Gratz, a notoriously abusive guard, told Woolverton to get up and come to the door and submit to handcuffs or he’d be OC-gassed (pepper spray) and forcibly removed by an extraction team. Woolverton was not responsive.

Take Action. Demand a criminal investigation. Contact the TDCJ Inspector General. Bruce Toney P.O. Box 13084, Austin, TX 78711 Telephone 1-866-372-8329 Fax: 512- 671-2129 oig@tdcj.state.tx.us

A few minutes later, reports Rashid, Woolverton “was made to stand by Gratz and the team (directly in front of my cell) with his body and legs trembling like a newborn colt. He distinctly stated, ‘I can’t breathe.’ They also had a cup mask (like construction workers wear) over his nose and mouth. He couldn’t walk, so they bodily picked him up by ankles and arms and carried him into a cell where they left him lying completely naked with no property and without his asthma inhalers. He was not decontaminated of gas.” The next time anyone checked on Woolverton, he had been dead for several hours. Prison personnel evidently feel that their uniforms entitle them to commit such crimes with impunity.

After a short interval, during which time the warden and other officials looked in, Gratz, Seymour and the nurse returned with a team of riot armored guards, with gas masks and OC gas. Gratz proceeded to spray Woolverton several times directly in the head with OC gas.

Every single dollar you send is valued, and makes it possible to stand with those inside writing, creating art, recording, and yearning for justice and freedom. Together, you and I, and the dedicated staff and volunteers at Prison Radio can amplify the voices and messages. We just can’t do it alone. We need your help.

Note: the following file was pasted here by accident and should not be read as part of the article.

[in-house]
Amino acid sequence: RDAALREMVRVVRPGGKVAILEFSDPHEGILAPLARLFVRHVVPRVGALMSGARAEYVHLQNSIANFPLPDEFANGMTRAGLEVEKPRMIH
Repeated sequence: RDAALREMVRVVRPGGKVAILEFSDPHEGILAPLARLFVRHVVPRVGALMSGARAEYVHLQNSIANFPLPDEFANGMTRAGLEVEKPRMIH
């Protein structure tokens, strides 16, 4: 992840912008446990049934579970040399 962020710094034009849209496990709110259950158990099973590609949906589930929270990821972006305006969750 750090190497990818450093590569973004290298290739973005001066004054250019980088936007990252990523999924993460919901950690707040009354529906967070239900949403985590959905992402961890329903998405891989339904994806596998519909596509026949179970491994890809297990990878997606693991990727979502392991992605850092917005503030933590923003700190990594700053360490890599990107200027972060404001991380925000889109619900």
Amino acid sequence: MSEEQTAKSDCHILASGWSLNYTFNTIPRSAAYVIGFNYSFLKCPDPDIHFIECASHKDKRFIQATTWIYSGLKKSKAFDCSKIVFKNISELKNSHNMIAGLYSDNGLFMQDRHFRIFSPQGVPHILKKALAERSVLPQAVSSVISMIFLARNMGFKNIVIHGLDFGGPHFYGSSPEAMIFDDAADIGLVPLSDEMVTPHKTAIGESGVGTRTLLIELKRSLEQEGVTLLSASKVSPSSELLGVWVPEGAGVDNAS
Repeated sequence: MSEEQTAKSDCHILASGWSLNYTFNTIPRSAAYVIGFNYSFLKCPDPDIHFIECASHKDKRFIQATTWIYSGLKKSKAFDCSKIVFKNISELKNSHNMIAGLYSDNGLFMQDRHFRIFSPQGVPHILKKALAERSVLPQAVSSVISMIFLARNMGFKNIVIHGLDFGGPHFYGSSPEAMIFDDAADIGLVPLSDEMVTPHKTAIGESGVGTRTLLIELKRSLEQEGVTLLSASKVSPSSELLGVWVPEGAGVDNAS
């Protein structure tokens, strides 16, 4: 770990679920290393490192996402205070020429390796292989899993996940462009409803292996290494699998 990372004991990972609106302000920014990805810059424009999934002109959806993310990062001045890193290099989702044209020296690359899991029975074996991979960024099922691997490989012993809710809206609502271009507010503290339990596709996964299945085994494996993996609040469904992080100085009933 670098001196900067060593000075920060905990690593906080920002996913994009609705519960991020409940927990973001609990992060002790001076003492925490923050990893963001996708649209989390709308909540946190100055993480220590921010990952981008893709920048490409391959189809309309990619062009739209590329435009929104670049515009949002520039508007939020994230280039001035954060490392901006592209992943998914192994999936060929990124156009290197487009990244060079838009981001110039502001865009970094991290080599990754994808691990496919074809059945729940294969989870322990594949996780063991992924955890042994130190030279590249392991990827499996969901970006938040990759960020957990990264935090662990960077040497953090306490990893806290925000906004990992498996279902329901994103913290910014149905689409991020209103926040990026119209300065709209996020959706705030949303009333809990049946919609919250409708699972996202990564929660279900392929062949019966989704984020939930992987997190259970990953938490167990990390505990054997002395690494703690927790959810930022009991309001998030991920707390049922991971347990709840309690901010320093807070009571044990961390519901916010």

Did you know that individuals just like you provide all of the resources that fuel this work? We are completely funded by you. Changing the world is not yet supported by the Pew Trust or National Endowment for the Arts.

Arrested on December 9th 1981, Mumia Abu-Jamal has spent 32 years in prison (30 in solitary confinement).

Please use the enclosed envelope to send a gift. If you have enough food, a roof, a retirement, a job, please consider making a monthly sustaining gift. Every $35 membership, every special $1,000 gift, every house party, and each act of education means that you are joining the new Underground Railroad: bringing folks home to freedom. I have been locked by the lawless. Handcuffed by the haters. Gagged by the greedy. And, if I know anything at all, It’s that a wall is just a wall And nothing more at all. It can be broken down.

© Prison Radio/Jennifer Beach

I believe in living. I believe in birth. I believe in the sweat of love And in the fire of truth.

Freedom will depend on our independence, the depth of our courage, and our will to organize. Join us. Luchando por la justicia y la libertad,

Assata Shakur

P.S. With a gift of $35, become a 2014 member of Prison Radio. With a gift of $100, become a Prison Radio Harriet Tubman Legacy Member. With a gift of $1,000, join our Freedom Circle.
The mission of Prison Radio is to record and distribute voices from prison to over 1,000 radio stations worldwide. In 2013, we recorded over 150 essays from nearly two dozen prison correspondents. We maintain two state-of-the-art recording studios, one on the West Coast and the other on the East Coast. We place a premium on the quality of the recordings and the signal path and equipment. It is not sufficient to just record prisoners, they have to be heard clearly, and we often confront censorship. High quality recordings go a long way to eliminating initial barriers to broadcast. www.prisonradio.org

Noelle Hanrahan, Director Prison Radio Producer “Mumia: Long Distance Revolutionary”